Sunday, March 13, 2011

When did you first know you loved to read?

by: Joelle Charbonneau

Most writers I know are readers first. I am. I loved reading long before I even dreamed of being a writer. Some writers can tell you exactly which book or author made them fall in love with reading. Some can even tell you which author inspired them to write their own books. I have no idea which author grabbed me first or which one made me think – wow, I want to do that! But I can tell you where I learned to love reading.

My local library.

Every summer when I was growing up, you could find me at least once or twice a week at the Bensenville Public Library. The librarians loved that I wanted to read. They even gave me a lot of great suggestions as to what I should be reading next. When I was in high school I would sometimes check out 8-10 books a week and plow through them all. I discovered books in genres I might not have ever thought to read on my own. I didn’t love them all, but I was always glad that I read them. Within the library walls I also read plays, listened to musical recordings and looked up information on colleges.

If not for my local library and the love of books that I found there I would never have taken the leap to writing books of my own. A great deal of my life was shaped by the experiences I had at the library. I can’t imagine what my childhood would have been like without them. And now, as an adult, I find myself truly honored when a librarian recommends my book. How cool is that?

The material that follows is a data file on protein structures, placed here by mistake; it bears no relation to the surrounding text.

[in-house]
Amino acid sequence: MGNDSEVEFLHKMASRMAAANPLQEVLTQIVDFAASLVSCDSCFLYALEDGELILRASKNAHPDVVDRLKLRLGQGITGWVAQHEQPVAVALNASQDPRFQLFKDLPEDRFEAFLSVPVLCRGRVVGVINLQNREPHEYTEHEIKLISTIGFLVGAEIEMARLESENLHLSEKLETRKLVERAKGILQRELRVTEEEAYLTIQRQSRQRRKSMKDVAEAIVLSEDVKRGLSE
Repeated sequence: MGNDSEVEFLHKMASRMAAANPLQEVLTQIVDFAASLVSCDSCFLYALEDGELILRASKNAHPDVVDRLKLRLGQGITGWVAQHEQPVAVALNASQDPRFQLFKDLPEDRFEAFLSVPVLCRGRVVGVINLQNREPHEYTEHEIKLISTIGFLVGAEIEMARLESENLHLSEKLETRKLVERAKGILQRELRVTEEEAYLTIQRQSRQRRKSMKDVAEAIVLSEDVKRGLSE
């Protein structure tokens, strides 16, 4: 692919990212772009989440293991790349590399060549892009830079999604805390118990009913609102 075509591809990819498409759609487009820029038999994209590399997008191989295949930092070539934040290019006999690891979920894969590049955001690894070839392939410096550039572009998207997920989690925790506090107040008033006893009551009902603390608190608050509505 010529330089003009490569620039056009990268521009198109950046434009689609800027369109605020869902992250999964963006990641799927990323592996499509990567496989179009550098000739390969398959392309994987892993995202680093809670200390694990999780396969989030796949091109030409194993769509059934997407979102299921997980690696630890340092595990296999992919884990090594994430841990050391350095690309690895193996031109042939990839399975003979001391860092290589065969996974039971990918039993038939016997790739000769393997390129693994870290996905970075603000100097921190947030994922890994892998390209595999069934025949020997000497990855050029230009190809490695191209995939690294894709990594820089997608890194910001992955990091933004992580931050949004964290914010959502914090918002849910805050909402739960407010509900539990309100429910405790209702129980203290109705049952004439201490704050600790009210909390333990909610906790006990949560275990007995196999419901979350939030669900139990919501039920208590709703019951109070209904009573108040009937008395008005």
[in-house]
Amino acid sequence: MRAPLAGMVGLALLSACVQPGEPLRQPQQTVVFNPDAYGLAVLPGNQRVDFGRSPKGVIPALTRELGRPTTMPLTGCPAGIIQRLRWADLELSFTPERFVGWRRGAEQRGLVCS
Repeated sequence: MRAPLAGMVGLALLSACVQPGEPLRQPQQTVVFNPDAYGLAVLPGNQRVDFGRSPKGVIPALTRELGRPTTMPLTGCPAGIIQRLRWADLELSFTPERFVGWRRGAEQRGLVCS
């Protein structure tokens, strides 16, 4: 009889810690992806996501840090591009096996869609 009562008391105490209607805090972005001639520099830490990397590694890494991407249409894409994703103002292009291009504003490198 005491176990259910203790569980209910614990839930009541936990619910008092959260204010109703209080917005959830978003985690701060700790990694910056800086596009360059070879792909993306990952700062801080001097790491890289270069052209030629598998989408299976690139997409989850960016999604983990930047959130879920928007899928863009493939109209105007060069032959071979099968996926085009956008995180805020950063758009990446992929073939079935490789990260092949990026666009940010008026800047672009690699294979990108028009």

Libraries are an essential part of our towns. They introduce children to books. They provide internet service to those who can’t afford computers and help those out of work search for jobs. They are a meeting place for community groups. They provide musical and theatrical programming. They… Well, the list goes on and on.

Because our educational system is in crisis (which our own Dave White can tell you a lot about) the libraries find their services even more in demand. Circulation and computer usage is way up – especially in rural or more depressed areas. Communities need their libraries and yet their budgets are being slashed. Almost every state is looking to cut their budgets by between 15-50%. Although in some instances this amount is higher. In Texas, the state government is looking to cut library funding by 80%.

For some reason our government seems to undervalue the importance of libraries. I, for one, have contacted my representatives to let them know that I don’t want to live in a country that doesn’t recognize the importance of a community center that is filled with books, music, newspapers, computers and a staff that is passionate about sharing them. So you can imagine my delight when ITW launched the Save The Libraries campaign a couple of weeks ago. If you don’t know about it make sure to check it out. Their first event and on-line auction was last night and I am hoping it was a resounding success. This is the first of many events and I am hopeful that the financial assistance and the public awareness the events draw will help our libraries survive and flourish.